If any are of no use anymore, you could also allow them to lapse. If you don't renew your mark at the stipulated time, it’s considered "dead," and anyone else can claim it.
While this is an option, remember that it will not benefit you in any way except by saving on renewal fees. Exploring selling or licensing before you settle for this option is always a better idea.
Hiring a trademark lawyer would make this process much easier and open up more options. Trademark law can be complicated, and trademark ownership transfer even more so. This means you may face challenges in trying to execute any of the above. On the other hand, there may be opportunities to optimize the value of your IP in the sale of your business.
For small businesses, trademarks and other IPs can be some of their most valuable assets.
Ensure you unlock their true value, even if you're bidding them goodbye!
Trademark ownership transfer is also known as a trademark assignment. A trademark assignment agreement must be drawn up and agreed upon to transfer ownership between the assignor (the existing trademark owner) and the assignee (the new owner).
The filing fee to transfer a trademark is $40. In the case of an online filing, the transfer is typically processed within one business day. Another option is to file by mail, which usually takes a week to process.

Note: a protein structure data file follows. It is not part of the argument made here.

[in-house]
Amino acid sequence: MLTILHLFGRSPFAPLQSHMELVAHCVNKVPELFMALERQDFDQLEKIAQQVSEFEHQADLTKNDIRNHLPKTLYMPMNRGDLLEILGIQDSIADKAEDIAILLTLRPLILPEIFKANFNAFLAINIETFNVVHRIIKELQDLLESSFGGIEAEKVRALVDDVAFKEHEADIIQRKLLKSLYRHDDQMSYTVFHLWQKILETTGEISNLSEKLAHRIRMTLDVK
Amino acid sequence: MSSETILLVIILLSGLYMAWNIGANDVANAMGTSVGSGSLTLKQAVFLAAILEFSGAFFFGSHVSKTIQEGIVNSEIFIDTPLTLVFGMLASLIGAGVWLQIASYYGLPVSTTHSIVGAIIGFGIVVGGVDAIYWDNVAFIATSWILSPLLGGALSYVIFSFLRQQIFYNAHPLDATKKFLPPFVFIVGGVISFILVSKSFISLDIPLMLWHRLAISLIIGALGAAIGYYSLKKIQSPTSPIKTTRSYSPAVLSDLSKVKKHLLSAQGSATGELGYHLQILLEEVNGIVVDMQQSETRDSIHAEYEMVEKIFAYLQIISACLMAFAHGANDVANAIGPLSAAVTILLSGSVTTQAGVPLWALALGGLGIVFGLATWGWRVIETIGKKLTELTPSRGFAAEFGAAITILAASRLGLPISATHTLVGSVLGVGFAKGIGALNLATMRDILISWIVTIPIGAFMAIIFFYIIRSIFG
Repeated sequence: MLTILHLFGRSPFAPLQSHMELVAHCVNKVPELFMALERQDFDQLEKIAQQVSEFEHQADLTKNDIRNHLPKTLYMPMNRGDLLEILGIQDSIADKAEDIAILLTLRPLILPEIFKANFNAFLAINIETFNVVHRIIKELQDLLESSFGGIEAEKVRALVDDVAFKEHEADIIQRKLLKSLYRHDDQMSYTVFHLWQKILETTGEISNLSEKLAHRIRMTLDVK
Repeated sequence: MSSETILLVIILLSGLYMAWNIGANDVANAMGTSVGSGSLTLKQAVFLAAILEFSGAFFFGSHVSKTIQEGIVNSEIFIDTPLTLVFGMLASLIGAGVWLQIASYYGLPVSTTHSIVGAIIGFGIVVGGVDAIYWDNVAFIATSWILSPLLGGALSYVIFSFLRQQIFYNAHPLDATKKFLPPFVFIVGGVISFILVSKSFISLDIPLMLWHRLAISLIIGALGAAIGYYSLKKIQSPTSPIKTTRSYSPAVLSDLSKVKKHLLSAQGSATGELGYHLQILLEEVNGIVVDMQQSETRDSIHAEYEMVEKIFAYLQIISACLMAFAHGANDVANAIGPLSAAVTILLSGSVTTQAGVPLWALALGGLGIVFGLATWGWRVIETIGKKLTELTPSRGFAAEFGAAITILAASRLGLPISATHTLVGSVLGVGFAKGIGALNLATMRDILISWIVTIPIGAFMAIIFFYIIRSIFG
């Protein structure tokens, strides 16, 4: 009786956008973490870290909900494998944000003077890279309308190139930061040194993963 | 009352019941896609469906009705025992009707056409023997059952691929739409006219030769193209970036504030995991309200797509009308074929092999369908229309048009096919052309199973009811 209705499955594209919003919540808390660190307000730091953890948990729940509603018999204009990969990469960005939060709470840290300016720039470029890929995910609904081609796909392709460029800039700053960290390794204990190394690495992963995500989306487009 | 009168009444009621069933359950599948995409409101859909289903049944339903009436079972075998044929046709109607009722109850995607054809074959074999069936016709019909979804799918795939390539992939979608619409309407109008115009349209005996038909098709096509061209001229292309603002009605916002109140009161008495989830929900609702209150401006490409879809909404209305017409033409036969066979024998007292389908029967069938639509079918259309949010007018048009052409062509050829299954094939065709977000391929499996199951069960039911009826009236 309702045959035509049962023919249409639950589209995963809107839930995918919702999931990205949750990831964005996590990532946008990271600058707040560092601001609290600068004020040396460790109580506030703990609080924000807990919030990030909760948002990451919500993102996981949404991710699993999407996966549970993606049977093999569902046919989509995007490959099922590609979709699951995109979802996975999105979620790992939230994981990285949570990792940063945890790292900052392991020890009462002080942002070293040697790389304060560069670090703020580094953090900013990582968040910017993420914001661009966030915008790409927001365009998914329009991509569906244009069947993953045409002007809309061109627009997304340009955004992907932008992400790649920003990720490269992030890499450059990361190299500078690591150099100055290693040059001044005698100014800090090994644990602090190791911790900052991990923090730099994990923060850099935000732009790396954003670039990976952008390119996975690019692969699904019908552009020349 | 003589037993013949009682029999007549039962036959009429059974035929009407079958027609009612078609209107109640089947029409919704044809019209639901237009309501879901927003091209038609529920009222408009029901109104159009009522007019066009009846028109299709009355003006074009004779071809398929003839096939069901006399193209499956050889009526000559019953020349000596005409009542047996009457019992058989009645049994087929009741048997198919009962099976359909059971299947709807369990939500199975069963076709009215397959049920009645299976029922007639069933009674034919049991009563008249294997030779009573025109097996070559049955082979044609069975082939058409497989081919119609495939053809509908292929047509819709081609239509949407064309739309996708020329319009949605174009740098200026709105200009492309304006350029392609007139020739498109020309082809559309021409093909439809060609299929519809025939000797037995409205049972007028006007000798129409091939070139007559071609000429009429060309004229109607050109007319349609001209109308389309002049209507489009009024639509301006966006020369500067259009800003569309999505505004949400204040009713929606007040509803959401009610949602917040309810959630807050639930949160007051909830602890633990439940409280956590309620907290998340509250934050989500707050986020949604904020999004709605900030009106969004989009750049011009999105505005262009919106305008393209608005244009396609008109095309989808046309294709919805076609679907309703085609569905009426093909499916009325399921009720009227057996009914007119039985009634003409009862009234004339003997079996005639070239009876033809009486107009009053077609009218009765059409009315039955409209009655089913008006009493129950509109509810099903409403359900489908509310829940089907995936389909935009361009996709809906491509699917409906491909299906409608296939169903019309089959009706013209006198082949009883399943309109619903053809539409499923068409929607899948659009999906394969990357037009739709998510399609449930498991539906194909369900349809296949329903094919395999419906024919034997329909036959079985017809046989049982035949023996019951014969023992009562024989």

Yes, there are some options to do this. You can have the owner assign the trademark to you and own it outright, or you can license some or all of the rights. If purchasing an existing trademark proves expensive, consider purchasing a dead or abandoned trademark.
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Amrusha is a versatile professional with over 12 years of experience in journalism, broadcast news production, and media consulting. Her impressive career includes collaborating extensively with prominent global enterprises. She garnered recognition for her exceptional work in producing acclaimed shows for Bloomberg, a renowned business news network. Notably, these shows have been incorporated into the esteemed curriculum of Harvard Business School. Amrusha's expertise also encompassed a 4-year tenure as a consultant at Omidyar Network, a leading global impact investing firm. In addition, she played a pivotal role in the launch and content strategy management of the startup Live History India.